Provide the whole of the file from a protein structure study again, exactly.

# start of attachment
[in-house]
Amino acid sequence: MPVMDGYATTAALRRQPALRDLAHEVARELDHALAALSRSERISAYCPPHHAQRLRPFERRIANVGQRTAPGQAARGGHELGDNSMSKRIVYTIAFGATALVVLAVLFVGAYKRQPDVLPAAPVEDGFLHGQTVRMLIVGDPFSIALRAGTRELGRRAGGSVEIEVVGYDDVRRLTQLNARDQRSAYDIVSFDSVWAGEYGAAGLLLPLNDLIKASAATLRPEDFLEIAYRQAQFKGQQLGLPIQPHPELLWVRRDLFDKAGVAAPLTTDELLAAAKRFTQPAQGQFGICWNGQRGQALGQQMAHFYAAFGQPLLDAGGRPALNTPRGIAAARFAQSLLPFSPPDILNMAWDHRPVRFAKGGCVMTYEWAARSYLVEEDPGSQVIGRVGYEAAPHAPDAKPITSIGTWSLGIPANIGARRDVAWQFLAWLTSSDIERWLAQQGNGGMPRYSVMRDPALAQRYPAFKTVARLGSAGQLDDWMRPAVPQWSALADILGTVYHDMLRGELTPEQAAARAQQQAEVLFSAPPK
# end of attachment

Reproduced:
[in-house]
Amino acid sequence: MPVMDGYATTAALRRQPALRDLAHEVARELDHALAALSRSERISAYCPPHHAQRLRPFERRIANVGQRTAPGQAARGGHELGDNSMSKRIVYTIAFGATALVVLAVLFVGAYKRQPDVLPAAPVEDGFLHGQTVRMLIVGDPFSIALRAGTRELGRRAGGSVEIEVVGYDDVRRLTQLNARDQRSAYDIVSFDSVWAGEYGAAGLLLPLNDLIKASAATLRPEDFLEIAYRQAQFKGQQLGLPIQPHPELLWVRRDLFDKAGVAAPLTTDELLAAAKRFTQPAQGQFGICWNGQRGQALGQQMAHFYAAFGQPLLDAGGRPALNTPRGIAAARFAQSLLPFSPPDILNMAWDHRPVRFAKGGCVMTYEWAARSYLVEEDPGSQVIGRVGYEAAPHAPDAKPITSIGTWSLGIPANIGARRDVAWQFLAWLTSSDIERWLAQQGNGGMPRYSVMRDPALAQRYPAFKTVARLGSAGQLDDWMRPAVPQWSALADILGTVYHDMLRGELTPEQAAARAQQQAEVLFSAPPK